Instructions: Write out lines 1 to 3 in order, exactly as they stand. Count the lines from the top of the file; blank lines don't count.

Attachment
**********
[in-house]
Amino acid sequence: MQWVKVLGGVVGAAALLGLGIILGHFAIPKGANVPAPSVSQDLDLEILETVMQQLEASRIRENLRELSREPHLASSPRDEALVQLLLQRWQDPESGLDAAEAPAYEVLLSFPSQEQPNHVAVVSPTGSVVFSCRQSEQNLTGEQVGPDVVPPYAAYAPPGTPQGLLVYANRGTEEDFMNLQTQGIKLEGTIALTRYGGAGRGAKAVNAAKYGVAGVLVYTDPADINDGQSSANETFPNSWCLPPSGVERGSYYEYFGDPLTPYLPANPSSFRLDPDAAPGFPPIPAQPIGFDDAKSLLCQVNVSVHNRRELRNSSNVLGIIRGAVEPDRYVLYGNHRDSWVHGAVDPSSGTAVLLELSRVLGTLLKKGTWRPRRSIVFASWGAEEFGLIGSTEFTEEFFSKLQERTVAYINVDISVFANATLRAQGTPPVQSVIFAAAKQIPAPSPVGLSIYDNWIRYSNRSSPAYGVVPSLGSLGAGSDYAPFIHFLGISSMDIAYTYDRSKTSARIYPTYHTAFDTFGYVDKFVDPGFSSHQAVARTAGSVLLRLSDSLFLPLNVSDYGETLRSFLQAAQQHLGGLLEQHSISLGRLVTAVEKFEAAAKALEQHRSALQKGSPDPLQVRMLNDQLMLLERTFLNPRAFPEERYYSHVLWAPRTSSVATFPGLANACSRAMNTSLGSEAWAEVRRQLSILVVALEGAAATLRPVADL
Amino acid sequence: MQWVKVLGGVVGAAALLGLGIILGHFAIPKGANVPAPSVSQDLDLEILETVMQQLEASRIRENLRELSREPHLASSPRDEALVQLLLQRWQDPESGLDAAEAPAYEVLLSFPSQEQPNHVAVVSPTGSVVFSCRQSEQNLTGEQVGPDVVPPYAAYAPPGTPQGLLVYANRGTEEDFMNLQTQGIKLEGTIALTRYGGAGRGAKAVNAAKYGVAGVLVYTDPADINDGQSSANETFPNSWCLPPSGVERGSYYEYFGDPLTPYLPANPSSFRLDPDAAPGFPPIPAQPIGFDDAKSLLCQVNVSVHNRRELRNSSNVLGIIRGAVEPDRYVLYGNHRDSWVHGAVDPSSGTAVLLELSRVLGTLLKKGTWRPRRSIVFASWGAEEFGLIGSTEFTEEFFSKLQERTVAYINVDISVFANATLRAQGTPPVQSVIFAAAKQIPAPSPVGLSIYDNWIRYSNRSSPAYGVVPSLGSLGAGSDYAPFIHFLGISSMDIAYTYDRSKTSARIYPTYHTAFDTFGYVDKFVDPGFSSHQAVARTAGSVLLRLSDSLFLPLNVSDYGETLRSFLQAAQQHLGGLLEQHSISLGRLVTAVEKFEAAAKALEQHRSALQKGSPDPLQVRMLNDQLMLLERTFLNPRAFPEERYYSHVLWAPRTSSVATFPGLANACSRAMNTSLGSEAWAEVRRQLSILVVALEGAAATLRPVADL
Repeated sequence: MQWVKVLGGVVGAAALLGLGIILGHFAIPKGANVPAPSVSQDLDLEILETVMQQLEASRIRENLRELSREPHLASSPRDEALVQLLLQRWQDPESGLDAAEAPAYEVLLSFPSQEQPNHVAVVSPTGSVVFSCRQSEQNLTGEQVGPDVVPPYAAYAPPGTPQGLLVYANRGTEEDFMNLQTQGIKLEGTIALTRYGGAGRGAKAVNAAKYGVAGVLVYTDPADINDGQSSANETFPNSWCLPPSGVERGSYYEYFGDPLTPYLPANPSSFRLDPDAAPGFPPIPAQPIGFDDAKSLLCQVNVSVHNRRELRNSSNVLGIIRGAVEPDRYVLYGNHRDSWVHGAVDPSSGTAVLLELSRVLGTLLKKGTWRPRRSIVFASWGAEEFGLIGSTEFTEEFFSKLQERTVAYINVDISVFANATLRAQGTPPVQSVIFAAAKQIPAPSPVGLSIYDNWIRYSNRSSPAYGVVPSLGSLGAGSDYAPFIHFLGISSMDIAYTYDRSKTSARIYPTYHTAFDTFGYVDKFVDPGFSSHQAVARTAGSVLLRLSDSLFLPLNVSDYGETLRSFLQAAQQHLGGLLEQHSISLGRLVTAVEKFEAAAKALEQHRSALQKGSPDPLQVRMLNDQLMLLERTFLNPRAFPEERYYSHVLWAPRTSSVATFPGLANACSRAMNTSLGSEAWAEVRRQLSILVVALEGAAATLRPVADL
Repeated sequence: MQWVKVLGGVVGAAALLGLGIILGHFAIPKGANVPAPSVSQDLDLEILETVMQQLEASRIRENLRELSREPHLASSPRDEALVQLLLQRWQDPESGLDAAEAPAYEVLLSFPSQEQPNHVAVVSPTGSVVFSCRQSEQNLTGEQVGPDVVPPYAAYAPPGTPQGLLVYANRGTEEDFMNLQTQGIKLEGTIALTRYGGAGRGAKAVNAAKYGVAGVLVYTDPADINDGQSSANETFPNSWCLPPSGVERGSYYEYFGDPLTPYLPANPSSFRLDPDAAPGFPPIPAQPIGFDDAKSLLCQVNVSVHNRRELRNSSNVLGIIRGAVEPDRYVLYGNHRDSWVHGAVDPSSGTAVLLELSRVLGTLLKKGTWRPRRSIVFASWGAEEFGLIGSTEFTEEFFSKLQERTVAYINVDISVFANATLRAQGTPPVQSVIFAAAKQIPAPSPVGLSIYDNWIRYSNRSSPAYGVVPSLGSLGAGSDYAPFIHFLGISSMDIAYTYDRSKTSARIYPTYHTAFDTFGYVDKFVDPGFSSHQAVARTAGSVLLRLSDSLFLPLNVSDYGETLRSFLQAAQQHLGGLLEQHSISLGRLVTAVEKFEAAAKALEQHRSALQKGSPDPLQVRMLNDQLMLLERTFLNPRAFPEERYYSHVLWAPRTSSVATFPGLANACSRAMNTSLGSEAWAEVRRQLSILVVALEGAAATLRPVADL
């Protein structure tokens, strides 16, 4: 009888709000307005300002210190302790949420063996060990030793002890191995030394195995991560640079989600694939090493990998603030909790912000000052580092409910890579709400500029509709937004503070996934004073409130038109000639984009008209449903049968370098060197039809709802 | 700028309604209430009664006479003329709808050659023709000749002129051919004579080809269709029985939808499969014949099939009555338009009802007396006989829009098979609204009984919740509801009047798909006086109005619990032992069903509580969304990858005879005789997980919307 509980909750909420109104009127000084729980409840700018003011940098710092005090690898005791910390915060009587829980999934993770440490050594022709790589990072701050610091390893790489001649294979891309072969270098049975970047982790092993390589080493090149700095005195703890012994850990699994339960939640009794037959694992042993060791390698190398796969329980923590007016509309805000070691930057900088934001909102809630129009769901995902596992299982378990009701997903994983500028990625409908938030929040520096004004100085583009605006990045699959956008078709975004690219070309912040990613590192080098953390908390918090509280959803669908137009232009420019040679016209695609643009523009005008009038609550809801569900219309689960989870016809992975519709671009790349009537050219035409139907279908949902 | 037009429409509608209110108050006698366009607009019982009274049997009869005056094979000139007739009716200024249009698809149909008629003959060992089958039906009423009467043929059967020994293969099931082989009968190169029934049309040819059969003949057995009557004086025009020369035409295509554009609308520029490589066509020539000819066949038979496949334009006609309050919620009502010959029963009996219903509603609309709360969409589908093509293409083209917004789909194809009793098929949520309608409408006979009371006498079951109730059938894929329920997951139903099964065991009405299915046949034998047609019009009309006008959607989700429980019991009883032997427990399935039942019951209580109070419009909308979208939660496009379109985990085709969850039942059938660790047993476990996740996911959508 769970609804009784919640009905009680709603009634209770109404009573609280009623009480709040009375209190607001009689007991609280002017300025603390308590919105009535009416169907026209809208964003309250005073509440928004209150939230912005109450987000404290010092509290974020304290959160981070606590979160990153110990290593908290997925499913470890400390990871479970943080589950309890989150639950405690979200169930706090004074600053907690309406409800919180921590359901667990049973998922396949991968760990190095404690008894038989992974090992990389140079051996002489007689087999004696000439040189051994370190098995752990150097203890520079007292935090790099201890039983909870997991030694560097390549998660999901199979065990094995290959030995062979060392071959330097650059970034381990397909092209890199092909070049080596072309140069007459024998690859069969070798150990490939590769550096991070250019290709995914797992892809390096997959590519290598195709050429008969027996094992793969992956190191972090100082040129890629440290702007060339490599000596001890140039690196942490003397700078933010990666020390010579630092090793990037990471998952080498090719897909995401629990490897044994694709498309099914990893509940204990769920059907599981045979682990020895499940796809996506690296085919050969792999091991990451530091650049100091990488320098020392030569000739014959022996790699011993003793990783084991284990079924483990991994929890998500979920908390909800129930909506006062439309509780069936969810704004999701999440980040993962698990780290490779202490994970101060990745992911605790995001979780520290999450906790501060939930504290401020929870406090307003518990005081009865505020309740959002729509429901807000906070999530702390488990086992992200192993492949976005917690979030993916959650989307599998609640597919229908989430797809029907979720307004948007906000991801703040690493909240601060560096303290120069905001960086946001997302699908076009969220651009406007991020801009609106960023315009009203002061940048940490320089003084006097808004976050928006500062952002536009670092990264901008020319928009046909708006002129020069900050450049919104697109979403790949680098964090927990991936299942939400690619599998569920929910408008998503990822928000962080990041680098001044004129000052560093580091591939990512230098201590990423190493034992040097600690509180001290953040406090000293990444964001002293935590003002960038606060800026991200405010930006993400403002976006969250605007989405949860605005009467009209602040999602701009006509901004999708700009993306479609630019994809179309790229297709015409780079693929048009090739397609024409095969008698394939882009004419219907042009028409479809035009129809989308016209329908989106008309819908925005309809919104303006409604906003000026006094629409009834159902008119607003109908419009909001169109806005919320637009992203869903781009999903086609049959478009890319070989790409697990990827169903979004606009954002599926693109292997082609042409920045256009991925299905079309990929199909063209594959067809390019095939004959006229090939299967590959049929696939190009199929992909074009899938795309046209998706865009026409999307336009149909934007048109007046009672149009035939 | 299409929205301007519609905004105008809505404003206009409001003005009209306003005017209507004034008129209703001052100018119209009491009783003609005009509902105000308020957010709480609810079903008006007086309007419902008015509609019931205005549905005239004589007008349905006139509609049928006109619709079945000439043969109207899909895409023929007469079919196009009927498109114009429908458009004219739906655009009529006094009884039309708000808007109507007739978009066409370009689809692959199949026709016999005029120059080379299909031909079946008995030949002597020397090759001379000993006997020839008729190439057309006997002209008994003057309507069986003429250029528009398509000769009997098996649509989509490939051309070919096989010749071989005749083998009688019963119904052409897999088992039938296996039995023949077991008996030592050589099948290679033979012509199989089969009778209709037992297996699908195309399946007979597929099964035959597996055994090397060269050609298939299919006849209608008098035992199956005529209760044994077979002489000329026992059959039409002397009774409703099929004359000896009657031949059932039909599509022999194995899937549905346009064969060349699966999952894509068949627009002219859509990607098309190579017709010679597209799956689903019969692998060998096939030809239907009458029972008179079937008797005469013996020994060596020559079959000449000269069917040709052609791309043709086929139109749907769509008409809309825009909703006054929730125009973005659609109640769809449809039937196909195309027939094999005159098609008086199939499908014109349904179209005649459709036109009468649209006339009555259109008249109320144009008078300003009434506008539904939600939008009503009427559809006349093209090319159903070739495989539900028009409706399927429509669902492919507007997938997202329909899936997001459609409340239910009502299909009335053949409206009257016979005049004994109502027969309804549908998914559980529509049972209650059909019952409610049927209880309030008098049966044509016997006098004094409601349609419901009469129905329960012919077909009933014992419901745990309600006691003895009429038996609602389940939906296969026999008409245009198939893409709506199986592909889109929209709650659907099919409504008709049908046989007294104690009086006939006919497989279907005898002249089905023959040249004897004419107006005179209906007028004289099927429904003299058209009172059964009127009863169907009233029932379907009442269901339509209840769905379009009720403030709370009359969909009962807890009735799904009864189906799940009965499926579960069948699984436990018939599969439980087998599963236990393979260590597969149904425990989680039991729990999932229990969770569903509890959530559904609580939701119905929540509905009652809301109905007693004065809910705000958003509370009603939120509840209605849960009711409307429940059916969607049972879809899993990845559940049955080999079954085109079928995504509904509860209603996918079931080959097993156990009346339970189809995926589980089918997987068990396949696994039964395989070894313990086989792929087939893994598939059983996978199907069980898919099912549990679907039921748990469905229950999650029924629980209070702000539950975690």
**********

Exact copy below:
[in-house]
Amino acid sequence: MQWVKVLGGVVGAAALLGLGIILGHFAIPKGANVPAPSVSQDLDLEILETVMQQLEASRIRENLRELSREPHLASSPRDEALVQLLLQRWQDPESGLDAAEAPAYEVLLSFPSQEQPNHVAVVSPTGSVVFSCRQSEQNLTGEQVGPDVVPPYAAYAPPGTPQGLLVYANRGTEEDFMNLQTQGIKLEGTIALTRYGGAGRGAKAVNAAKYGVAGVLVYTDPADINDGQSSANETFPNSWCLPPSGVERGSYYEYFGDPLTPYLPANPSSFRLDPDAAPGFPPIPAQPIGFDDAKSLLCQVNVSVHNRRELRNSSNVLGIIRGAVEPDRYVLYGNHRDSWVHGAVDPSSGTAVLLELSRVLGTLLKKGTWRPRRSIVFASWGAEEFGLIGSTEFTEEFFSKLQERTVAYINVDISVFANATLRAQGTPPVQSVIFAAAKQIPAPSPVGLSIYDNWIRYSNRSSPAYGVVPSLGSLGAGSDYAPFIHFLGISSMDIAYTYDRSKTSARIYPTYHTAFDTFGYVDKFVDPGFSSHQAVARTAGSVLLRLSDSLFLPLNVSDYGETLRSFLQAAQQHLGGLLEQHSISLGRLVTAVEKFEAAAKALEQHRSALQKGSPDPLQVRMLNDQLMLLERTFLNPRAFPEERYYSHVLWAPRTSSVATFPGLANACSRAMNTSLGSEAWAEVRRQLSILVVALEGAAATLRPVADL
Amino acid sequence: MQWVKVLGGVVGAAALLGLGIILGHFAIPKGANVPAPSVSQDLDLEILETVMQQLEASRIRENLRELSREPHLASSPRDEALVQLLLQRWQDPESGLDAAEAPAYEVLLSFPSQEQPNHVAVVSPTGSVVFSCRQSEQNLTGEQVGPDVVPPYAAYAPPGTPQGLLVYANRGTEEDFMNLQTQGIKLEGTIALTRYGGAGRGAKAVNAAKYGVAGVLVYTDPADINDGQSSANETFPNSWCLPPSGVERGSYYEYFGDPLTPYLPANPSSFRLDPDAAPGFPPIPAQPIGFDDAKSLLCQVNVSVHNRRELRNSSNVLGIIRGAVEPDRYVLYGNHRDSWVHGAVDPSSGTAVLLELSRVLGTLLKKGTWRPRRSIVFASWGAEEFGLIGSTEFTEEFFSKLQERTVAYINVDISVFANATLRAQGTPPVQSVIFAAAKQIPAPSPVGLSIYDNWIRYSNRSSPAYGVVPSLGSLGAGSDYAPFIHFLGISSMDIAYTYDRSKTSARIYPTYHTAFDTFGYVDKFVDPGFSSHQAVARTAGSVLLRLSDSLFLPLNVSDYGETLRSFLQAAQQHLGGLLEQHSISLGRLVTAVEKFEAAAKALEQHRSALQKGSPDPLQVRMLNDQLMLLERTFLNPRAFPEERYYSHVLWAPRTSSVATFPGLANACSRAMNTSLGSEAWAEVRRQLSILVVALEGAAATLRPVADL